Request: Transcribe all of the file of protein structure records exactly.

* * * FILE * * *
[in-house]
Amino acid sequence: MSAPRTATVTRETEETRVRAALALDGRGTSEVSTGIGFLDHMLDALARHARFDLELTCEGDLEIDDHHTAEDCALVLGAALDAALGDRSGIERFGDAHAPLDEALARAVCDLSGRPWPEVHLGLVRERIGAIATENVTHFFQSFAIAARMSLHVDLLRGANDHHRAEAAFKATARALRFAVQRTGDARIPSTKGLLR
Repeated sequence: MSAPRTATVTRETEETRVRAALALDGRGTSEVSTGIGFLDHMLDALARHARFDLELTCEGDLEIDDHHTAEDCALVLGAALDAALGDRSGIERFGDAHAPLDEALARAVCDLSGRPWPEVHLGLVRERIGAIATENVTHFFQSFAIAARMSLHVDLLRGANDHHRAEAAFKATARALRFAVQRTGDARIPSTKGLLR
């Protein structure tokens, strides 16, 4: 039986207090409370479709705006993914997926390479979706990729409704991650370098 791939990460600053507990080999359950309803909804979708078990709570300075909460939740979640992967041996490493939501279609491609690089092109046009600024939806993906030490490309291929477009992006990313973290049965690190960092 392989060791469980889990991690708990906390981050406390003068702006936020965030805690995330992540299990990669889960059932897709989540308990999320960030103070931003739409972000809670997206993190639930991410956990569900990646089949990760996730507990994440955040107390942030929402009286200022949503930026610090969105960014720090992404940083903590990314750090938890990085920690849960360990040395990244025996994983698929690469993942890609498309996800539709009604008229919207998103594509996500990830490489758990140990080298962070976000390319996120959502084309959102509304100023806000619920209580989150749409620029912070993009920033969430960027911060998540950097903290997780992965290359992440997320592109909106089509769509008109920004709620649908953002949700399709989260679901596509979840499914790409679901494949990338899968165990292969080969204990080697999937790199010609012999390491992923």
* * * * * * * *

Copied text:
[in-house]
Amino acid sequence: MSAPRTATVTRETEETRVRAALALDGRGTSEVSTGIGFLDHMLDALARHARFDLELTCEGDLEIDDHHTAEDCALVLGAALDAALGDRSGIERFGDAHAPLDEALARAVCDLSGRPWPEVHLGLVRERIGAIATENVTHFFQSFAIAARMSLHVDLLRGANDHHRAEAAFKATARALRFAVQRTGDARIPSTKGLLR
Repeated sequence: MSAPRTATVTRETEETRVRAALALDGRGTSEVSTGIGFLDHMLDALARHARFDLELTCEGDLEIDDHHTAEDCALVLGAALDAALGDRSGIERFGDAHAPLDEALARAVCDLSGRPWPEVHLGLVRERIGAIATENVTHFFQSFAIAARMSLHVDLLRGANDHHRAEAAFKATARALRFAVQRTGDARIPSTKGLLR
């Protein structure tokens, strides 16, 4: 039986207090409370479709705006993914997926390479979706990729409704991650370098 791939990460600053507990080999359950309803909804979708078990709570300075909460939740979640992967041996490493939501279609491609690089092109046009600024939806993906030490490309291929477009992006990313973290049965690190960092 392989060791469980889990991690708990906390981050406390003068702006936020965030805690995330992540299990990669889960059932897709989540308990999320960030103070931003739409972000809670997206993190639930991410956990569900990646089949990760996730507990994440955040107390942030929402009286200022949503930026610090969105960014720090992404940083903590990314750090938890990085920690849960360990040395990244025996994983698929690469993942890609498309996800539709009604008229919207998103594509996500990830490489758990140990080298962070976000390319996120959502084309959102509304100023806000619920209580989150749409620029912070993009920033969430960027911060998540950097903290997780992965290359992440997320592109909106089509769509008109920004709620649908953002949700399709989260679901596509979840499914790409679901494949990338899968165990292969080969204990080697999937790199010609012999390491992923």